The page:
I forgot to mention about incidental prostate cancer. The incidental prostate cancer is when the prostate cancer is found by accident when they were examining a patient for non prostate cancer related diseases. University of Southern California and University of Iowa did such studies based upon the patients who had radical cystectomy.
University of Southern California checked 1,476 patients who underwent RCP (radical prostatectomy) between 1970 and 2008 for urothelial carcinoma of the bladder (without prior known history of prostate cancer), 559 patients (38%) were identified to have incidental prostate adenocarcinoma. Please note is seems that the procedure to remove the prostate including during radical cystectomy for bladder cancer is called RCP(radical prostectomy). Anyway, 38% of bladder cancer patients who had removed the bladder happened to have prostate adenocarcinoma.
University of Iowa found that 34% of the bladder cancer patients who had radical cystectomy was found to have prostate cancer (adenocarcinoma).
A study looking at autopsy of general public who were not known to have prostate cancer before they died found prostate cancer from 5% at age of 30 and under and 59% at age greater than 79 years old. So the data from USC and University of Iowa make sense because 1 in 9 males will have prostate cancer according to American Cancer Society website and 90% of bladder cancer patients are over 60 years old at the time of the initial diagnosis.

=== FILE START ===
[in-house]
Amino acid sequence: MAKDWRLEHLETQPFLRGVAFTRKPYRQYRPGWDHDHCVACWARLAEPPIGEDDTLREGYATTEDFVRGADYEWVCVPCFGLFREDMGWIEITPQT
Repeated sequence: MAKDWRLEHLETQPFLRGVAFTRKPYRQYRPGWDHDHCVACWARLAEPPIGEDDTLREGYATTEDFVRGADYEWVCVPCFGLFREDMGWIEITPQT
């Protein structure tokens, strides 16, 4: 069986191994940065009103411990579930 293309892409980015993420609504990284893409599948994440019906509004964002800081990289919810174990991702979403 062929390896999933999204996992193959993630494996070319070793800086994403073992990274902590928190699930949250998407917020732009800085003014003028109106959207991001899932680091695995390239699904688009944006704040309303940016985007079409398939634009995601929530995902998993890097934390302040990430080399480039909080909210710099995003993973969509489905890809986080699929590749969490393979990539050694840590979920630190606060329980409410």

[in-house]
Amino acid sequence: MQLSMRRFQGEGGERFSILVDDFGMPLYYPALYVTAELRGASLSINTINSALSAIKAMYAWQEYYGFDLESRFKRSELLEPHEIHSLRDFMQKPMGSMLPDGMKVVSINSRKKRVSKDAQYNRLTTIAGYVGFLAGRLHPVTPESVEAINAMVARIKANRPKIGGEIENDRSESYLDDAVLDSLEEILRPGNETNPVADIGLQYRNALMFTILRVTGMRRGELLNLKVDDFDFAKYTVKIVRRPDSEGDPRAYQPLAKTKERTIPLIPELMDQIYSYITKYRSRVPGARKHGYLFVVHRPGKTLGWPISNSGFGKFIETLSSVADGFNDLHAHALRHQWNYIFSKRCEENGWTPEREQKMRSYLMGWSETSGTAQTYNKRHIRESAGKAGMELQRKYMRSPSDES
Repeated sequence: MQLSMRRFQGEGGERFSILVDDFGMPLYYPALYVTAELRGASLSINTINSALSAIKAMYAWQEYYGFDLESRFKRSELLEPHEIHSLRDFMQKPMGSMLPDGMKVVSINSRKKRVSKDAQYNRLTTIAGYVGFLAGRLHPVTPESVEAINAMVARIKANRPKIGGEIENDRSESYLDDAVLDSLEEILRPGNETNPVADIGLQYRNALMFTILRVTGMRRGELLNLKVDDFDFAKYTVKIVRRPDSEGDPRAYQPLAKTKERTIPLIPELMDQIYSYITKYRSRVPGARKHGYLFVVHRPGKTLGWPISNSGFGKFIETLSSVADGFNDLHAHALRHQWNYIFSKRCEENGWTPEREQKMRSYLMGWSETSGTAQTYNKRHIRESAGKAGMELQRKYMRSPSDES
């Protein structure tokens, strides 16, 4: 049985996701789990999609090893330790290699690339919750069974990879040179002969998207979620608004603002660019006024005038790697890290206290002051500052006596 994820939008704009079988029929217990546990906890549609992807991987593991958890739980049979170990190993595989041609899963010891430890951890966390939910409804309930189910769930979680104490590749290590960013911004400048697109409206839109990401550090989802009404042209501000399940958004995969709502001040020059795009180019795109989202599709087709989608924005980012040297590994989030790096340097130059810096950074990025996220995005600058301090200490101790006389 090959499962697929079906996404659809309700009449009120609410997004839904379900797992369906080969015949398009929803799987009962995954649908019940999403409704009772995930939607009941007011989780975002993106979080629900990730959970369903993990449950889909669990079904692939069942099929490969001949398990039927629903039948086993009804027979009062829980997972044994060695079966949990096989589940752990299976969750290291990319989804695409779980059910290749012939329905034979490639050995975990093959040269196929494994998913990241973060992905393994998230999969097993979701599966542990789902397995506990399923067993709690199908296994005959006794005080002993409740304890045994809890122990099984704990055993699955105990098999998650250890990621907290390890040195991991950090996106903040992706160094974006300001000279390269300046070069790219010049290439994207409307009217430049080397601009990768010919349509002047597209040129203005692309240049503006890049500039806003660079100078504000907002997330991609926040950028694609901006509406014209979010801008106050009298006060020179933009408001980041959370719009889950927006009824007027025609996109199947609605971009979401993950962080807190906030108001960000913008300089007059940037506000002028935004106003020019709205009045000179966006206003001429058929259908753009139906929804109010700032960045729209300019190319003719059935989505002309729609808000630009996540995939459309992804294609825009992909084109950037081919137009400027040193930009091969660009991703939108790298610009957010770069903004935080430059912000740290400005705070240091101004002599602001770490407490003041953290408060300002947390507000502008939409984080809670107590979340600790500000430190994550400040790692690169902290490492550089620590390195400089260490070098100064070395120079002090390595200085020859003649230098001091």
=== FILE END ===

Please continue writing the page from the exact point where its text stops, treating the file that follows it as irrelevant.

So, though they found a lesion by MRI which was done because of the rise in the PSA value of your husband, high percentage of males - seniors have prostate cancer anyway regardless of the status of other disease, including bladder cancer. Please note that many prostate cancers are slow growth and will not affect much the patients. It is known that many men die with other causes without knowing that they had prostae cancer.
This is another reason I think the lesion found is prostate originated.
Link to the paper by Univesity of Iowa regarding incidental prostate cancer of bladder cancer patients who removed the bladder.
First of all, I do not have any medical background. So, I was hesitant to post my reply as the information I have is limited to my own experience and "Googling". So, please read with a big grain of salt.
I am sorry to hear that your husband feels tired. In my case, when the first CT scan was done, not only they found a mass in my bladder and the enlarge prostate pushing my bladder. My urologist had a challenge time to put a scope as the prostatic urethra (the portion of urethra going through the prostate) was squeezed by the enlarged prostate. So, about six months after my bladder cancer was diagnosed with non-muscle-invasive and intermediate grade, I had a surgery to scrape out much gland. Luckily the biopsy of the gland was benign. Before the surgery, I had problem of holding pee. Perhaps, because of the anxiety of always thinking about it and going through the initial stage of being a bladder cancer patient, my blood pressure went up high. So, I was put on blood pressure pills.
When I was attending a local prostate cancer support group, I did not met anyone who had developed prostate cancer from bladder cancer but I became aware of cases prostate cancer patients developed bladder cancer from the treatments. A guest urologist mentioned that he had recently seen patients who had a radiation therapy in the past for the prostate cancer developed the bladder cancer. There is also a treatment called prostate brachytherapy or internal radiation therapy which places many radioactive seeds into the prostate. I know a patient who developed bladder cancer because a seed got into the bladder.